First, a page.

Unexpectedly Intriguing!
16 July 2014

There are two Californias. There is one where adults (Age 20 and over) are gaining jobs at a rate that's slightly faster than was the case in the years before the December 2007-June 2009 recession in the U.S.

Labor Market for Adult (Age 20+) Californians, January 2005 through May 2014

And there is the one where teens (Age 16 to 19) are falling further and further behind in the job market.

Labor Market for Teenage (Age 16-19) Californians, January 2005 through May 2014

Notes and Observations

The data in both charts is the trailing twelve month average for non-seasonally adjusted data. Taking the trailing year average of this data allows us to account for the effect of seasonality in the data.

California increased its minimum wage from $6.75 per hour to $7.50 per hour on 1 January 2007. The effect upon teens in the labor market was minimal since California's economy was still growing, which allowed employers to somewhat offset the 11% increase at the time. That said, instead of keeping pace with the job market for adults, we see that the employment situation for California's teens basically flatlined during 2007. We also see that the number of employed teens began falling in the months prior to the minimum wage increase, as employers anticipated the hike.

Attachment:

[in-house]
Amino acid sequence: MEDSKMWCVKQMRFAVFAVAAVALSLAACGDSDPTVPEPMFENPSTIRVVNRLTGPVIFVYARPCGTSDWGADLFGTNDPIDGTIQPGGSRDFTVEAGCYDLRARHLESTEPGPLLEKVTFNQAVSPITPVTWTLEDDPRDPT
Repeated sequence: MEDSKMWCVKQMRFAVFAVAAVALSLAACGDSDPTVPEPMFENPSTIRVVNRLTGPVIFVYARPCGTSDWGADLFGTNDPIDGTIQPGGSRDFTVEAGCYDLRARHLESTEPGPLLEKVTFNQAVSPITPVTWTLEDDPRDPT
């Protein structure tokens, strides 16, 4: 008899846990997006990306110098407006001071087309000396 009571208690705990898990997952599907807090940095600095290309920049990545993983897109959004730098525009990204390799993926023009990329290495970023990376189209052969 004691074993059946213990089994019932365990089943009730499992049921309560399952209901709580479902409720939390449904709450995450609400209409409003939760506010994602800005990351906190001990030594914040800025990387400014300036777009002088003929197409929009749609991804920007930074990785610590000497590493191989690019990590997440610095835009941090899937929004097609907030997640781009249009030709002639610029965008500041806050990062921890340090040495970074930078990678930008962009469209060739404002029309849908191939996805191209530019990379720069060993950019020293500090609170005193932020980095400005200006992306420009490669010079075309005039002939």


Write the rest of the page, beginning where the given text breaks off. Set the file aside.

California increased its minimum wage from $7.50 per hour on 1 January 2008. Once again, the job market for adults was little affected, with the number of employed Age 20+ Californians growing through July 2008 before finally being negatively impacted by economic contraction and its associated deflationary pressures.

By contrast, the employment situation for Californians teens began deteriorating rapidly after the higher minimum wage was imposed, with the rate of decline in the number of employed teens in the state not decelerating until September 2010 - one year and three months after the recession in the U.S. ended, before beginning to decline at a much slower pace.

Meanwhile, adult Californians saw their job market turn around months earlier, growing at a pace similar to that from before the recession through July 2011, then at a faster pace afterward.

The job market for teens in California didn't bottom out until January 2012, then began recovering at a much slower pace than that for adults. That slow rate of improvement lasted through December 2013. Since January 2014, the trailing twelve month average for the number of employed teens in California has been falling in the months in advance of the state's next minimum wage hike from $8.00 per hour to $9.00 per hour on 1 July 2014.

Throughout all this time, California has been home to one out of 8 teens in the United States. In January 2005, one out of 10 employed teens in the U.S. lived and worked in California. In May 2014, one out of 12 employed teens in the U.S. lived and worked in California.

Americans between the ages of 16 and 19, by the way, make up approximately 25% of all individuals who earn the minimum wage in the United States.

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